April 14, 2020/COVID-19

Home Monitoring for COVID-19 Now Available Through MyChart

Cleveland Clinic and Epic introduce new functionality

Unknown

Home monitoring has taken a new turn for patients with COVID-19. In March, Cleveland Clinic introduced an interactive program through Epic’s MyChart app. Patients enter symptoms, temperature and oxygen level once a day. Providers monitor responses and step in if a patient’s condition worsens.

Advertisement

Cleveland Clinic is a non-profit academic medical center. Advertising on our site helps support our mission. We do not endorse non-Cleveland Clinic products or services. Policy

This unique technology is available to other healthcare systems through Epic’s MyChart Care Companion Home Monitoring Program. The program, itself, isn’t new. (Other practices have used it to manage patients with chronic conditions.) But Cleveland Clinic is the first to customize it for COVID-19.

“Patients with COVID-19 may have only mild symptoms when we first see them,” says Eric Boose, MD, Associate Chief Medical Information Officer at Cleveland Clinic. “But things can deteriorate quickly. Day 7 is often when we start to see pneumonia and shortness of breath. We need to monitor these patients, even if they are low risk or seem to have mild disease.”

At Cleveland Clinic, primary care teams have been checking on patients with COVID-19 individually. Nurses and care coordinators make phone calls every day to high-risk patients and every few days to lower risk patients.

“As more patients get sick, we will need a way to keep up,” says Dr. Boose. “This new automation will supplement the outreach program we already have. Normally it takes three months to design technology like this, but for this critical situation we did it in 10 days.”

Worsening symptoms trigger provider intervention

Cleveland Clinic offers the program to every patient who tests positive for COVID-19 or is suspected of having it. Patients must agree to be enrolled in the program, which they use via their MyChart account on a mobile app or website.

For 14 days, patients receive daily prompts to report their condition. Patients are asked about shortness of breath, cough, weakness and other symptoms, and if they are better, the same or worse than yesterday. Patients with a thermometer are asked to record their highest temperature since their last entry. Patients with a pulse oximeter are asked to record their lowest oxygen reading since their last entry.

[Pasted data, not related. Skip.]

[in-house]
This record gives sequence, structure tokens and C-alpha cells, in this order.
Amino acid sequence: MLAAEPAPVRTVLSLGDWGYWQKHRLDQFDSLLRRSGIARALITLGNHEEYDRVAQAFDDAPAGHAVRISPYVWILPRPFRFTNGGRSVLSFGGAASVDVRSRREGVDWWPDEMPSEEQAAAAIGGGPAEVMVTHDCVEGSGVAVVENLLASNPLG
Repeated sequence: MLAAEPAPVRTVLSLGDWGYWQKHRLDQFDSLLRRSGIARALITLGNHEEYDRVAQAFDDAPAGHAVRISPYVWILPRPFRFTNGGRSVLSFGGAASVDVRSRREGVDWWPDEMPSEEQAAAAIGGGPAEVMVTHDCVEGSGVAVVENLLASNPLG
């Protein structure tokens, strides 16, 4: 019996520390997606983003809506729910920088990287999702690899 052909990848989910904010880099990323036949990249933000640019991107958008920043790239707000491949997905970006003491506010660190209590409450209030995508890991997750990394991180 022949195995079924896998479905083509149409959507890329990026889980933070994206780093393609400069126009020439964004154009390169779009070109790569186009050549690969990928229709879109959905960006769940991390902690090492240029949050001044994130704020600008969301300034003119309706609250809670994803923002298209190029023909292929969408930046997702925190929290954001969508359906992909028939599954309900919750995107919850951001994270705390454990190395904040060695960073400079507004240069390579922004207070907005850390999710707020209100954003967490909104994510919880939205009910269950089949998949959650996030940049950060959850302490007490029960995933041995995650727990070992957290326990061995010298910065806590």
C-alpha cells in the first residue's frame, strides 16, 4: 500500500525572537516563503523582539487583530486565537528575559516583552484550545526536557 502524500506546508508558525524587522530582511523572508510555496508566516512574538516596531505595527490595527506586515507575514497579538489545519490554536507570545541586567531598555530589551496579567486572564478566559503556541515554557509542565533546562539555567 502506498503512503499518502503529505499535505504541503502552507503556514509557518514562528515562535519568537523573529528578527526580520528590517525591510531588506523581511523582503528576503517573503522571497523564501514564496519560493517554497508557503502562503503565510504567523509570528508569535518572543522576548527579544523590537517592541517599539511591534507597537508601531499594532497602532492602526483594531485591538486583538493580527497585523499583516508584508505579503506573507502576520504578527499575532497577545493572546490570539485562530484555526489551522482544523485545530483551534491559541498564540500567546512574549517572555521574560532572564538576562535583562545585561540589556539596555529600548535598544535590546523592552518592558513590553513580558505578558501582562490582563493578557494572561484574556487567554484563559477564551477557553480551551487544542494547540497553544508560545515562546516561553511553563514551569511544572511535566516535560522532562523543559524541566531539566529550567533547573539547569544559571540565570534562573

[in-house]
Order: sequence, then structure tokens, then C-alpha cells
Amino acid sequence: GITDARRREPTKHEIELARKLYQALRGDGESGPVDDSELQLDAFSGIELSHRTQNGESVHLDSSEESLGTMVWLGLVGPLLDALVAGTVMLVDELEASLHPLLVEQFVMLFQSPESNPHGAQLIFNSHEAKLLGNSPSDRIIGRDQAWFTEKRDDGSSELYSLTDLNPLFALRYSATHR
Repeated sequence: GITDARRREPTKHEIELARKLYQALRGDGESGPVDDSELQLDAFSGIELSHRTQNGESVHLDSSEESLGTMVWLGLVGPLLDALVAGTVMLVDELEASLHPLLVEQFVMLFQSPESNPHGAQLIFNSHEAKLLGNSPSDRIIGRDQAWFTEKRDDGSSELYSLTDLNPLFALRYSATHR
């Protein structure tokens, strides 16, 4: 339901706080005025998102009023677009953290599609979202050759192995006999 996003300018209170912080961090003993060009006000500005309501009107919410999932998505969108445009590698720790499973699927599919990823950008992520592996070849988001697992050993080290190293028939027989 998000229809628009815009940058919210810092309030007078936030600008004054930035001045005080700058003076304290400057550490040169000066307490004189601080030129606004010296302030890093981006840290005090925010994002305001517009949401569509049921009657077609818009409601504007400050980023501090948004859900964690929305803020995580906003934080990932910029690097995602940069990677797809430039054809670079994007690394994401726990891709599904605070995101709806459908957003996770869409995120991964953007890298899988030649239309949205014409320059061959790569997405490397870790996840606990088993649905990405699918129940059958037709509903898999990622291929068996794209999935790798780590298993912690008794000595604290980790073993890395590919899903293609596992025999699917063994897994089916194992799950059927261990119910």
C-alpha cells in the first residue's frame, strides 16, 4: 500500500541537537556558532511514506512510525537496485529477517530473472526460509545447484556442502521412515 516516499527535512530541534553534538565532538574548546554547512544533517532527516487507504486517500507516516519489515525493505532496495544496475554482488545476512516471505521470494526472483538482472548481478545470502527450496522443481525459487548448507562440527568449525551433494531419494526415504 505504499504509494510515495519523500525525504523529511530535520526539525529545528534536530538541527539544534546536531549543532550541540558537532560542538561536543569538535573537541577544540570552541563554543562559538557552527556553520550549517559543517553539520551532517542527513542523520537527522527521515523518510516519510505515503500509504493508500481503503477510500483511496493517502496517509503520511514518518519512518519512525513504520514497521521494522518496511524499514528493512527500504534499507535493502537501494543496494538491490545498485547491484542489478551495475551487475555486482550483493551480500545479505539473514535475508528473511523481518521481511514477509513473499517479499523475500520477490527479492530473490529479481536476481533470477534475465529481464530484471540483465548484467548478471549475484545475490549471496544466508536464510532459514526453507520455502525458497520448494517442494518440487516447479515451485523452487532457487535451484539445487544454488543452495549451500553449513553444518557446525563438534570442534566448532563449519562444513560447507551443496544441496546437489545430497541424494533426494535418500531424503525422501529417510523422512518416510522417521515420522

Responses are recorded in each patient’s Epic electronic medical record (EMR). Any abnormal response triggers a real-time message to a pool of nurses that provide 24/7 monitoring. That prompts a phone call to the patient to determine next steps, such as additional care at home, a virtual visit or getting to a hospital.

“This isn’t just a symptom-checking app,” says Dr. Boose. “It’s a connection between patients and providers. And everything goes directly into our EMR. That wouldn’t be the case if we were using other apps or texting patients, for example.”

Engaging patients in their care

Since March 23, Cleveland Clinic has enrolled 900 patients in the program and is averaging about 35 new patients per day.

“Out of all the patients we’ve recommended for the program, about 40% are actively participating in it,” says Dr. Boose. “That’s a great number for technology uptake. It helps that it’s a platform that’s familiar to our patients and easy to use.”

Advertisement

Ultimately, the program is intended to address emergent symptoms sooner, preventing hospital admissions and an inpatient surge. But it’s also designed to increase patient engagement. In addition to reporting symptoms, patients can use the platform to access education resources about stress and anxiety, protecting your family if you’re sick, and other COVID-centric health topics.

“We want to engage patients in their own care as well as reassure them that someone is keeping an eye on them at this scary time,” says Dr. Boose.

Advertisement

Related Articles

Stellate Ganglion Block
May 17, 2023/COVID-19
Nerve Block Shows Promise for Long COVID-Related Olfactory or Gustatory Dysfunction

Patients report improved sense of smell and taste

Covid image
April 26, 2023/COVID-19
What Long COVID Means for Rheumatologists (Video)

Clinicians who are accustomed to uncertainty can do well by patients

Covid related skin effects
April 4, 2023/COVID-19
Cutaneous Manifestations of COVID-19 in Special Populations

Unique skin changes can occur after infection or vaccine

Glucometer
February 10, 2023/COVID-19
Effects of COVID-19 on Blood Sugar and Type 2 Diabetes

Cleveland Clinic analysis suggests that obtaining care for the virus might reveal a previously undiagnosed condition

covid-19
January 13, 2023/COVID-19
Optimal Management of High Risk Immunocompromised Patients in the COVID-19 Era

As the pandemic evolves, rheumatologists must continue to be mindful of most vulnerable patients

covid-19 virus
January 12, 2023/COVID-19
Real World Experience with Tixagevimab/Cilgavimab in B-Cell-Depleted Patients

Early results suggest positive outcomes from COVID-19 PrEP treatment

Eosinophilic Fasciitis
November 29, 2022/COVID-19
New Onset Eosinophilic Fasciitis after COVID-19 Infection

Could the virus have caused the condition or triggered previously undiagnosed disease?

COVID-19 and rash
June 16, 2022/COVID-19
Common Skin Signs of COVID-19 in Adults: An Update

Five categories of cutaneous abnormalities are associated with COVID-19

Ad